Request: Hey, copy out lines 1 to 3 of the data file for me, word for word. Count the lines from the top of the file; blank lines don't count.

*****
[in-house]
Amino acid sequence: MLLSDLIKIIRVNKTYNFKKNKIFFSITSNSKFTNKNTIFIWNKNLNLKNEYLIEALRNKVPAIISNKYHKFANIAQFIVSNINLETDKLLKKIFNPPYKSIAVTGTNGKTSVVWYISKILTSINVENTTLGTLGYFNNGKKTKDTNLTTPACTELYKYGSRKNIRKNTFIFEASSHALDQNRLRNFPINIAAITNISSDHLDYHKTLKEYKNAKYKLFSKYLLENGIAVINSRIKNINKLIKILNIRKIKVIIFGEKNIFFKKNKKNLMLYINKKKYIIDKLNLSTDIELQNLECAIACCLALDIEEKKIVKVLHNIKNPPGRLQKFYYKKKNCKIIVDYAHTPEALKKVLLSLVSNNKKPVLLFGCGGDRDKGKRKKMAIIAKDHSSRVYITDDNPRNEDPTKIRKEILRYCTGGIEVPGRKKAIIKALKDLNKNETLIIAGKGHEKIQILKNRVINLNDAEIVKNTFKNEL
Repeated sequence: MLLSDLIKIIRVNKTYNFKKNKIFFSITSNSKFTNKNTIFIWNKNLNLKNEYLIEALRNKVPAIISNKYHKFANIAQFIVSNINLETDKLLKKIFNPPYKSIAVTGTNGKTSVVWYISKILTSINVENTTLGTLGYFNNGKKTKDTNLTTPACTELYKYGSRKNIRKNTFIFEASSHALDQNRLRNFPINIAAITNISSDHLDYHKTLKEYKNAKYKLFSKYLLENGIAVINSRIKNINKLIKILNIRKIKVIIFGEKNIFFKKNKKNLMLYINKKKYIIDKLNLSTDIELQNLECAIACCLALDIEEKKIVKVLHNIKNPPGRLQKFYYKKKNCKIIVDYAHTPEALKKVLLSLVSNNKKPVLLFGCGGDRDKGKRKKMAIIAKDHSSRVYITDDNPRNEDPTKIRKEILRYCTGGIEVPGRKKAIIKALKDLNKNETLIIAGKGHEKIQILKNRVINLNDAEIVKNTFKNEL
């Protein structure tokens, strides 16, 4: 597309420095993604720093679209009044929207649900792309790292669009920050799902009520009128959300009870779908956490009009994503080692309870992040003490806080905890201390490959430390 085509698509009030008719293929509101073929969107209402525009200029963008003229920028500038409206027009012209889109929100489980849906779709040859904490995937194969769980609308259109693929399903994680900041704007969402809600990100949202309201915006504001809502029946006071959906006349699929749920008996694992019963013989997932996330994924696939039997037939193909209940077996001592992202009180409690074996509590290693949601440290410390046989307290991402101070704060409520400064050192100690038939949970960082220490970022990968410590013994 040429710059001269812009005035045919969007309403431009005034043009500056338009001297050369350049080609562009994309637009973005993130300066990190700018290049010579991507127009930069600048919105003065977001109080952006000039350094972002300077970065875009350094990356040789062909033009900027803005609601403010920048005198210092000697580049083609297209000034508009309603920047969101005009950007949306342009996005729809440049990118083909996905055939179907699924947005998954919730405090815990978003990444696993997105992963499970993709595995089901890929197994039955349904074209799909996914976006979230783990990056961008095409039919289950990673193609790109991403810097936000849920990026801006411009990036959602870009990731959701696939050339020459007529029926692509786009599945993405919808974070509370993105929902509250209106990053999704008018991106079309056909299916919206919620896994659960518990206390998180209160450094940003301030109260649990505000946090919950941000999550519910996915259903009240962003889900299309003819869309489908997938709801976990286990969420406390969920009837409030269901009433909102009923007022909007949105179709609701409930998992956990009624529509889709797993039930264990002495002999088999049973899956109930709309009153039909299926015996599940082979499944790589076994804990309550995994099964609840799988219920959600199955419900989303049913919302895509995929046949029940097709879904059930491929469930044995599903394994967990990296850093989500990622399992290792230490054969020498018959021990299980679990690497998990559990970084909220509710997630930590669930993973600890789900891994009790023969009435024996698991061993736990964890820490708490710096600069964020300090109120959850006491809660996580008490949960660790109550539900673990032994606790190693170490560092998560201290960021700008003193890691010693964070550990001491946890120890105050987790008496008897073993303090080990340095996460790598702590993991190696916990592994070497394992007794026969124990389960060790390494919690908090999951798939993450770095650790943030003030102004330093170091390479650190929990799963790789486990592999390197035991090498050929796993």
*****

[in-house]
Amino acid sequence: MLLSDLIKIIRVNKTYNFKKNKIFFSITSNSKFTNKNTIFIWNKNLNLKNEYLIEALRNKVPAIISNKYHKFANIAQFIVSNINLETDKLLKKIFNPPYKSIAVTGTNGKTSVVWYISKILTSINVENTTLGTLGYFNNGKKTKDTNLTTPACTELYKYGSRKNIRKNTFIFEASSHALDQNRLRNFPINIAAITNISSDHLDYHKTLKEYKNAKYKLFSKYLLENGIAVINSRIKNINKLIKILNIRKIKVIIFGEKNIFFKKNKKNLMLYINKKKYIIDKLNLSTDIELQNLECAIACCLALDIEEKKIVKVLHNIKNPPGRLQKFYYKKKNCKIIVDYAHTPEALKKVLLSLVSNNKKPVLLFGCGGDRDKGKRKKMAIIAKDHSSRVYITDDNPRNEDPTKIRKEILRYCTGGIEVPGRKKAIIKALKDLNKNETLIIAGKGHEKIQILKNRVINLNDAEIVKNTFKNEL
Repeated sequence: MLLSDLIKIIRVNKTYNFKKNKIFFSITSNSKFTNKNTIFIWNKNLNLKNEYLIEALRNKVPAIISNKYHKFANIAQFIVSNINLETDKLLKKIFNPPYKSIAVTGTNGKTSVVWYISKILTSINVENTTLGTLGYFNNGKKTKDTNLTTPACTELYKYGSRKNIRKNTFIFEASSHALDQNRLRNFPINIAAITNISSDHLDYHKTLKEYKNAKYKLFSKYLLENGIAVINSRIKNINKLIKILNIRKIKVIIFGEKNIFFKKNKKNLMLYINKKKYIIDKLNLSTDIELQNLECAIACCLALDIEEKKIVKVLHNIKNPPGRLQKFYYKKKNCKIIVDYAHTPEALKKVLLSLVSNNKKPVLLFGCGGDRDKGKRKKMAIIAKDHSSRVYITDDNPRNEDPTKIRKEILRYCTGGIEVPGRKKAIIKALKDLNKNETLIIAGKGHEKIQILKNRVINLNDAEIVKNTFKNEL